In a follow up to a very popular video I made about how China can actually be FREER than the USA, I decided to talk about the things that you absolutely cannot do in China.
The differences in personal freedoms are real here, and I'd like to break it down.
#5 - DRUGS There is this notion that drug use (particularly cannabis) is becoming a social norm in a lot of western countries. With countries like Portugal decriminalizing, and states in America changing their laws and attitude towards marijuana, you wouldn't be blamed for assuming that this might be a global phenomenon. Unfortunately (depending on your opinion) this is simply not the case in China. China, and many asian countries in general, have responded to the western attitude change by cracking down even harder on the drug, with many high profile cases entering the media. Forced urine tests in bars are a norm here, and punishments are high.
#2 - THE INTERNET I was pretty happy when I moved to China in 2008 when I had almost completely unblocked internet. Sure, pornography was blocked, but for the most part, everything like YouTube and Facebook was accessible. You'd get the impression that things are opening up, and the Communist Party of China is loosening it's grip.
It's never been harder to get around the great firewall, and rumors of more VPN crackdowns make this a pretty scary situation.
#3 - SARCASM Language barriers can make anyone crazy, especially in a country with very little spoken English proficiency. However, language also constructs a lot of our humor, and sarcasm is simply not a thing here in China. It often leads to very confusing conversations.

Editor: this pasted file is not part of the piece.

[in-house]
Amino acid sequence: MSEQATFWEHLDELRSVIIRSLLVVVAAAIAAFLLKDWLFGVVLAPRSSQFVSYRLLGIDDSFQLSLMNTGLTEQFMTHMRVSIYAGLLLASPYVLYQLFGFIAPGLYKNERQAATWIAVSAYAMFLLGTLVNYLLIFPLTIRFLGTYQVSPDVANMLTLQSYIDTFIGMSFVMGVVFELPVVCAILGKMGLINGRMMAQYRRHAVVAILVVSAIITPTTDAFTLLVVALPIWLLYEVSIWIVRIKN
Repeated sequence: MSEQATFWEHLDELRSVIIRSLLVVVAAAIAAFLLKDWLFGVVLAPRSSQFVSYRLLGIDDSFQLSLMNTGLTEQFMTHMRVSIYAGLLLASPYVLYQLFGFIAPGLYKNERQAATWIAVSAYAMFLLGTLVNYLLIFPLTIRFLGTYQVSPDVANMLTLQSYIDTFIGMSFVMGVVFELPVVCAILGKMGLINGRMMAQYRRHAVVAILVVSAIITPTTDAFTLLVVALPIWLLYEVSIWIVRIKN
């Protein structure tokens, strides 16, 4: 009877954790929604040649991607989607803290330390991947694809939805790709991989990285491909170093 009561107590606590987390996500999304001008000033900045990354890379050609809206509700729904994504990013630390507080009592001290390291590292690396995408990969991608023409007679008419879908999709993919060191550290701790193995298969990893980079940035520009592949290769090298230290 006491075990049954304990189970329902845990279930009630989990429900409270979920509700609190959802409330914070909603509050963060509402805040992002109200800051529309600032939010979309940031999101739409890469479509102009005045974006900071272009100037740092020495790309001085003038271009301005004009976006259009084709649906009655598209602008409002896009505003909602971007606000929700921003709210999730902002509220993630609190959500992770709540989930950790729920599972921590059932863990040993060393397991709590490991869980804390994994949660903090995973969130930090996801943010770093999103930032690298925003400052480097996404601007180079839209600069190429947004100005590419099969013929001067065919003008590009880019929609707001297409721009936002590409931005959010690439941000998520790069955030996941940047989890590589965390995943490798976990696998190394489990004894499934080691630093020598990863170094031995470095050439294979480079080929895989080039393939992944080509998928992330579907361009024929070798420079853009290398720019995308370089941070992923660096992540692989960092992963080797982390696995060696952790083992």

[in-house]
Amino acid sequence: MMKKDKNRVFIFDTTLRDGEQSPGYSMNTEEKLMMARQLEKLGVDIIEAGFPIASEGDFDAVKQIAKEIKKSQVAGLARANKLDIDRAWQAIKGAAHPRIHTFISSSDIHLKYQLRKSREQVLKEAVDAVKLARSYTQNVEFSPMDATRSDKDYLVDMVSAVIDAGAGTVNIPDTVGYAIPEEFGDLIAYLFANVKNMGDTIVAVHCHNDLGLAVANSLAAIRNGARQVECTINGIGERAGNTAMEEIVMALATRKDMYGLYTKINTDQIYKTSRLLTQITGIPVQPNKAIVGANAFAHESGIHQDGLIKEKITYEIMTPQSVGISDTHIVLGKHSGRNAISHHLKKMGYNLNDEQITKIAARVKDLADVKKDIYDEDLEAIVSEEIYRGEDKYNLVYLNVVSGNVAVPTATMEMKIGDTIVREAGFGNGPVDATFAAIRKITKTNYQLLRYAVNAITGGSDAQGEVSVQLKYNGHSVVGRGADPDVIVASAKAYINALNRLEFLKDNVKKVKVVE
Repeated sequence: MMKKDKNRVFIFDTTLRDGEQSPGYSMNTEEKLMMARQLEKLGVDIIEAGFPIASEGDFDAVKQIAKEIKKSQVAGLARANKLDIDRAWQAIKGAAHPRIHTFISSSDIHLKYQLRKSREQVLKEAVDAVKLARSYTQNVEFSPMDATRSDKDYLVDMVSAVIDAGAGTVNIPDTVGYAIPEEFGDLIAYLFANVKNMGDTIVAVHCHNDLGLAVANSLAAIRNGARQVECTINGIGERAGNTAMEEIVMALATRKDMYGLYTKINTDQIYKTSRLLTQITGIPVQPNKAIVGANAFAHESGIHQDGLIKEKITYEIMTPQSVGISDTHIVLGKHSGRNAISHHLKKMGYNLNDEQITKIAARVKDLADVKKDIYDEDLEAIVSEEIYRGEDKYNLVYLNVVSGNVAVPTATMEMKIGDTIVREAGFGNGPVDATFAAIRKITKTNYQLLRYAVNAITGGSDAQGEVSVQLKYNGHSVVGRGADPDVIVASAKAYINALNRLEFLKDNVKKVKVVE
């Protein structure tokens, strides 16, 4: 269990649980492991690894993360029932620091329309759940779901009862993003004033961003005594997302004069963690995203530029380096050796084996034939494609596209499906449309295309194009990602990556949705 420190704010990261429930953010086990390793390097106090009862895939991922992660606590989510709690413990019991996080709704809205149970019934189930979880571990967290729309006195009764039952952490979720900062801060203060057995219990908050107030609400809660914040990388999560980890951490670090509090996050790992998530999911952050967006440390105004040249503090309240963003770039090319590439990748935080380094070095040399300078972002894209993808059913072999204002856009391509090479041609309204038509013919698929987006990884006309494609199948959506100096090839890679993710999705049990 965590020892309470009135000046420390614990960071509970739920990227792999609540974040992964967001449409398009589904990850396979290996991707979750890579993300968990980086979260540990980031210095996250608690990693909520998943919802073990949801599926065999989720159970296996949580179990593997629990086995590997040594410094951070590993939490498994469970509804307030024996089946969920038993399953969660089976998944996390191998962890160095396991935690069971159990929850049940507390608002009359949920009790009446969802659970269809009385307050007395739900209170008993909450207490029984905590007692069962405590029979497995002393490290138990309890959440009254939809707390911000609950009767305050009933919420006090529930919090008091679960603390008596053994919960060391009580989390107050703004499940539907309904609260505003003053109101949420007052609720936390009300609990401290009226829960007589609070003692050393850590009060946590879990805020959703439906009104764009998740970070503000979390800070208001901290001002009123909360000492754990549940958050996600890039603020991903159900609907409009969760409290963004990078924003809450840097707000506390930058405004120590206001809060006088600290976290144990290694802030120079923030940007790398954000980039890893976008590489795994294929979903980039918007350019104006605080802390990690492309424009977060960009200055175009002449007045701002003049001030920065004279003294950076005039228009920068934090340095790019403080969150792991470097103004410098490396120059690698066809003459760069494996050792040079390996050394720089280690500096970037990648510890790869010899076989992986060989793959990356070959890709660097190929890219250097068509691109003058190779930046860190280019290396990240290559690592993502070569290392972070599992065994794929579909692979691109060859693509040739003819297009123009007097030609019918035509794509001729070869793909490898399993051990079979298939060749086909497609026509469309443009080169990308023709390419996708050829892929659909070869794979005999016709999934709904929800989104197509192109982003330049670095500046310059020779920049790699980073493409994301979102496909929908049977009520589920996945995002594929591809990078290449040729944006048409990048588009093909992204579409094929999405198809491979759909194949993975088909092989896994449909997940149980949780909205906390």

#4 - GAMBLING Ok, ok... gambling is literally everywhere in China, but it is HIGHLY illegal. As a foreigner, I'd avoid any poker nights involving money, as you might be the target of a crackdown. Not to mention, gambling, especially online gambling, in China is rife with scammers.
#5 - FREEDOM OF SPEECH Most people think that China is a country without freedom of speech. They would be wrong if they are talking about 99% of daily life. China's restrictions come from internet speech, and freedom of assembly. You are pretty much free to say what you want, but if you form a group, or try to speak your mind in protest, that's where things get messy. Criticism of politics is best left between friends here, as doing anything on mass scale will land you in trouble.